This Black Friday, there will be a lot of deals on Chromebooks. In fact, there already are a few early discounts from Google, HP, and others. Before you pull the trigger on a new Chrome-powered laptop, there's one critically-important factor that most product listings will leave off: the end-of-life date.

Chromebooks don't get indefinite updates, like PCs. While you can run the latest build of Windows 10 on some computers built a decade ago (or longer), every Chromebook model has a fixed support life. The exact lifespan depends on a few different factors, but new models typically have around 5-7 years of software support starting from the release date.

Expiration dates for Google's Chromebooks

The first thing you should do when considering a Chromebook is to look it up on Google's Auto Update Policy page, which lists the end-of-support date for every Chromebook ever released. Once a Chromebook reaches the expiration date, it probably won't get any more Chrome OS updates. That means no new features, and more importantly, no more security patches.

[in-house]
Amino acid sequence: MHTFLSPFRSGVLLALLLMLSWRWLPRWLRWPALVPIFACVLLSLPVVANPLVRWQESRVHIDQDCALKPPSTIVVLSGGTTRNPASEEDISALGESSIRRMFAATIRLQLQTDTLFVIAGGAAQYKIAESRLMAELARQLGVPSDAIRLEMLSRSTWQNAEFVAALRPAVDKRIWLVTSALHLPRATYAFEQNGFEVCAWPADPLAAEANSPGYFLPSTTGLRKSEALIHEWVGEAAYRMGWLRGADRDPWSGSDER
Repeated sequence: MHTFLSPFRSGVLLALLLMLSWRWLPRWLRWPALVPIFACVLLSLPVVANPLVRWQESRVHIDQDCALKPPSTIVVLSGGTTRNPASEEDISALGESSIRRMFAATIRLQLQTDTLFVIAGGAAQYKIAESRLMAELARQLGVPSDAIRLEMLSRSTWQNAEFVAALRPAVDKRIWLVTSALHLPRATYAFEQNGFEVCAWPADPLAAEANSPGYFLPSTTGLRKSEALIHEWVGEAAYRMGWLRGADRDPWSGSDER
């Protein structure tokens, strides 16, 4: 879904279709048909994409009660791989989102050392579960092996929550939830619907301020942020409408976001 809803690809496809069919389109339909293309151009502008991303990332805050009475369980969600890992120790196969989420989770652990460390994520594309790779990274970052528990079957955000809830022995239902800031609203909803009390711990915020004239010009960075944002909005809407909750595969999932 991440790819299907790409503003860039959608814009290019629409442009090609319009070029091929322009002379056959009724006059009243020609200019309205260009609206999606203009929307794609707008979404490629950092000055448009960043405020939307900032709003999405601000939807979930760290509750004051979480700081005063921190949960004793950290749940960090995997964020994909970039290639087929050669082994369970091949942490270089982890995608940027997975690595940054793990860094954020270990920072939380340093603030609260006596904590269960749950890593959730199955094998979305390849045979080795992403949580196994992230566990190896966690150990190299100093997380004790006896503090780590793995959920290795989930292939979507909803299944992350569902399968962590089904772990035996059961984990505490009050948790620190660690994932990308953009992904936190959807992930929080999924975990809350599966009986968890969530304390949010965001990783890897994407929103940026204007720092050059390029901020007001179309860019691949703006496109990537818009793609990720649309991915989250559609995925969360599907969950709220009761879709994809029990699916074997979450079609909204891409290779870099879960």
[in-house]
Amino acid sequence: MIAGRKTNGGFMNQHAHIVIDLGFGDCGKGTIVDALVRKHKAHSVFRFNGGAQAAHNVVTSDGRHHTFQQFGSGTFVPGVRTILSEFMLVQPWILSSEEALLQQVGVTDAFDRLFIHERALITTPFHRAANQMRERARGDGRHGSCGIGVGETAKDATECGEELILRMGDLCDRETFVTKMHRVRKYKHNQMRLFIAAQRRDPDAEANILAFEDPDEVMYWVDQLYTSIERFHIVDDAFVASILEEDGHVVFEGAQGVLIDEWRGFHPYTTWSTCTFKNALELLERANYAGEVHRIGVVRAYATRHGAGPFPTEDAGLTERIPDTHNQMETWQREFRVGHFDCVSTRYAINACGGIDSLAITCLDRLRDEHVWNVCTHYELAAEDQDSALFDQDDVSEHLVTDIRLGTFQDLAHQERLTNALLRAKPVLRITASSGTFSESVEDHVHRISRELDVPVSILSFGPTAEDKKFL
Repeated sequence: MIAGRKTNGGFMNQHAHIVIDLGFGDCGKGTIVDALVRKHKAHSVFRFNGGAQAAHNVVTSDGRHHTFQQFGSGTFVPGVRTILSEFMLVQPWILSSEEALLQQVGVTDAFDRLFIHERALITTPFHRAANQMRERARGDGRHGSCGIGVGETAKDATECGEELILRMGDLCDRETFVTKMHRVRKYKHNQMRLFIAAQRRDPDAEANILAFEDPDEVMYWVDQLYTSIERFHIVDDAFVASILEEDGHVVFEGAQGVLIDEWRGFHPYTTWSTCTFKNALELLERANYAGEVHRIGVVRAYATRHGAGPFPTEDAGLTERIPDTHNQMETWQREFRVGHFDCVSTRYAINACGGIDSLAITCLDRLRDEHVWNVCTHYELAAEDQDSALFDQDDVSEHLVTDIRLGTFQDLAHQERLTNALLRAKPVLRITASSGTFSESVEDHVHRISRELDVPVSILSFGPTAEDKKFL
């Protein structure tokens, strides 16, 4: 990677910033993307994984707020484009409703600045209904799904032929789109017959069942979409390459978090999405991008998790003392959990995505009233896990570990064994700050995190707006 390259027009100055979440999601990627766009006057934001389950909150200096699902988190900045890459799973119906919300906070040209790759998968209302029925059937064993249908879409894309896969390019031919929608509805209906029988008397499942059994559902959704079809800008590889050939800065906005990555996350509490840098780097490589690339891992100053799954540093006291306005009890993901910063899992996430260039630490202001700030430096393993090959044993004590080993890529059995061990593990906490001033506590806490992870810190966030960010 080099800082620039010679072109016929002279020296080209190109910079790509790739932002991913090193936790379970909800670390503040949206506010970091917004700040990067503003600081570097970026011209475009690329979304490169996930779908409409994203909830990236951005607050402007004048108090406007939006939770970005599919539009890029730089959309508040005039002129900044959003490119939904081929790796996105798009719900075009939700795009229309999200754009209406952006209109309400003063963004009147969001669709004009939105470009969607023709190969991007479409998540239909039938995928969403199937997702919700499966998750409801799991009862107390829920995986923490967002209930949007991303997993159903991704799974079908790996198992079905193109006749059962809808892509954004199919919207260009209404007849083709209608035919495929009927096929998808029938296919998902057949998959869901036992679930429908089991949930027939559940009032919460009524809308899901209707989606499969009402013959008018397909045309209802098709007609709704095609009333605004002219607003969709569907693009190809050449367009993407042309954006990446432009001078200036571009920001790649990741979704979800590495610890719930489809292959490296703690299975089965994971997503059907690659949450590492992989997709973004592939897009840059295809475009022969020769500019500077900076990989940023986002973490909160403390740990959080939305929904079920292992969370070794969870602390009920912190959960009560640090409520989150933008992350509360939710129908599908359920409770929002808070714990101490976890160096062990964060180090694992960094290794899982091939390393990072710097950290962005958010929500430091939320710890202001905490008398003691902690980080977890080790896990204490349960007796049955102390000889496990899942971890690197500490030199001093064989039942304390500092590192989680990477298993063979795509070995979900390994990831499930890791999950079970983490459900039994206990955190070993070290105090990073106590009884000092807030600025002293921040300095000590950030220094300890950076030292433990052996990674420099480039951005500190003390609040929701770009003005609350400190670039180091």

If your Chromebook no longer receives updates, you become more vulnerable to a rogue site or Android app stealing your data.

You might be thinking to yourself, "Do I really need security updates on this $100 laptop?" The answer is yes. Chrome regularly patches security flaws that are already being used in the wild (referred to as "zero-day exploits"), and if your Chromebook no longer receives updates, you become more vulnerable to a rogue site or Android app stealing your data.

The other problem is that retailers are still selling Chromebooks released several years ago, which now have a limited lifespan. You might even run into sites selling refurbished/used models that are already past their expiration date. Here are a few examples of things you should not buy:

Asus C200MA from Newegg, updates ended in June 2019:

Samsung Chromebook XE303C12 from Rakuten, updates ended in July 2018:

Lenovo ThinkPad X131e Chromebook from Newegg, updates ended in June 2018:

Most product listings have the date somewhere in the description, which you can then search for on the Auto Update Policy page. If the model name isn't listed, that's probably a sign the seller is trying to obscure how much life the Chromebook has left.

So, this Black Friday (and Cyber Monday, and non-denominational Winter holiday), don't buy a Chromebook unless you know when it will stop receiving updates. Having your passwords and bank information stolen by hackers isn't worth saving a few bucks. If your budget is extremely tight, consider something like this Samsung Chromebook 3 for $99 (starting 11/27), which will get updates until mid-2022.